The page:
Twice in the past month, we have sampled Chiltern Silver trains. The success of these services underlines that you do not need to have the most up-to-date rolling stock to provide a premium service. And from 9 December Chiltern Railways have scheduled additional weekday Chiltern Silver trains on their core route from Marylebone to Birmingham Moor Street. The new schedules will also see the classic Chiltern Silver rolling stock deployed for the first time on selected weekend services.

We heard one satisfied Chiltern customer comment earlier this month, while riding an early afternoon Chiltern Silver service north from Marylebone: “This beats the Pendolino out of Euston any day. More space and better views.”

Local routes

The recasting of Chiltern Railways’ London to Birmingham schedule has knock-on effects across the rest of the Chiltern network. The new timetable sees the introduction of many more through off-peak (Mon-Fri) services from London to Aylesbury via High Wycombe — always a shade slower than the direct route to Aylesbury via Amersham, but still a big boost for rail travellers in Buckinghamshire and eliminating the need for tiresome changes at Princes Risborough.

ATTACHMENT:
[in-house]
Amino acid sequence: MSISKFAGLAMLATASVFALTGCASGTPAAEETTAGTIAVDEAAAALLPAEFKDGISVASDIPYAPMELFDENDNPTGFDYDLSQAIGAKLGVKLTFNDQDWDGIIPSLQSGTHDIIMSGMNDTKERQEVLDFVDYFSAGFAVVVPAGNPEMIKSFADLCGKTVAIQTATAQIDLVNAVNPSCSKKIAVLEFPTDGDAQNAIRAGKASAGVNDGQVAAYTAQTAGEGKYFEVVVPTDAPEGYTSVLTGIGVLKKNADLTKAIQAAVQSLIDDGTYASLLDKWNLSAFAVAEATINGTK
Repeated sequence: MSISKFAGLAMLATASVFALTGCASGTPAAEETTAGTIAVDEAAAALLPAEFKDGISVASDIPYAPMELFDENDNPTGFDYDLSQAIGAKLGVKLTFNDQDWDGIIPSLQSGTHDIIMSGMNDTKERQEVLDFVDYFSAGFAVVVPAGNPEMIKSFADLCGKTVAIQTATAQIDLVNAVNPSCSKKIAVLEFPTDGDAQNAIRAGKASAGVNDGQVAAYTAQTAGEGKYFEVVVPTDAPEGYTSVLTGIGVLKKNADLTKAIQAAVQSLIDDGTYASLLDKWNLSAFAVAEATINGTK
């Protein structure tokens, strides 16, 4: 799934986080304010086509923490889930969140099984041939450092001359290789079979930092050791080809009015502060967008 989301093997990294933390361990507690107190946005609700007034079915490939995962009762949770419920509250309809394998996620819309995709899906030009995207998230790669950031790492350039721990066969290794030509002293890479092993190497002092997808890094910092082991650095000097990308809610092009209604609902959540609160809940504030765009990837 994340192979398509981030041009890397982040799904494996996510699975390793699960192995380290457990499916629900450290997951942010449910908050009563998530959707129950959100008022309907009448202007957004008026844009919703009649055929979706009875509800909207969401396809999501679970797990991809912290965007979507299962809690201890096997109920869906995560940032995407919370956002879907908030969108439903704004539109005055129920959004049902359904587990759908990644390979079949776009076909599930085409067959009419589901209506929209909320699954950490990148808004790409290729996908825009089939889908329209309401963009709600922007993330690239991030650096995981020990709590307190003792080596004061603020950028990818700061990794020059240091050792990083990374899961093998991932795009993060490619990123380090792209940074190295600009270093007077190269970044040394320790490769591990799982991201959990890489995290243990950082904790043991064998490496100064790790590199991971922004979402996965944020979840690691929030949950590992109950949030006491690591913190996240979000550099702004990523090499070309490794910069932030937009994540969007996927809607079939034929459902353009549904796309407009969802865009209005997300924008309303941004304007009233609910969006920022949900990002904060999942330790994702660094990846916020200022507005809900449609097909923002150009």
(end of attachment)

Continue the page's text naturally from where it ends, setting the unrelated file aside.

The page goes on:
There are improvements to the service between London and Stratford-upon-Avon, but one casualty of the new timetable is the mid-morning train from Marylebone to Stratford. That 10.40 departure was very popular with foreign visitors to London, keen to make a day trip to Shakespeare’s birthplace. That train disappears from the schedules.

Flying the flag: unusual workings

Celebrated Chiltern oddities remain in the new schedules. Fifty years ago, a lunchtime service used to run from Ruislip to Paddington (rather than to Marylebone which then, as now, was the London terminus for all other local services from Ruislip and beyond). And happily that legacy train still survives in the shape of the 11.02 from South Ruislip to Paddington. This train, and its balancing working from Paddington at 11.36 back to West Ruislip, are the only scheduled passenger trains to serve the old mainline route from Acton via Greenford to Northolt Junction.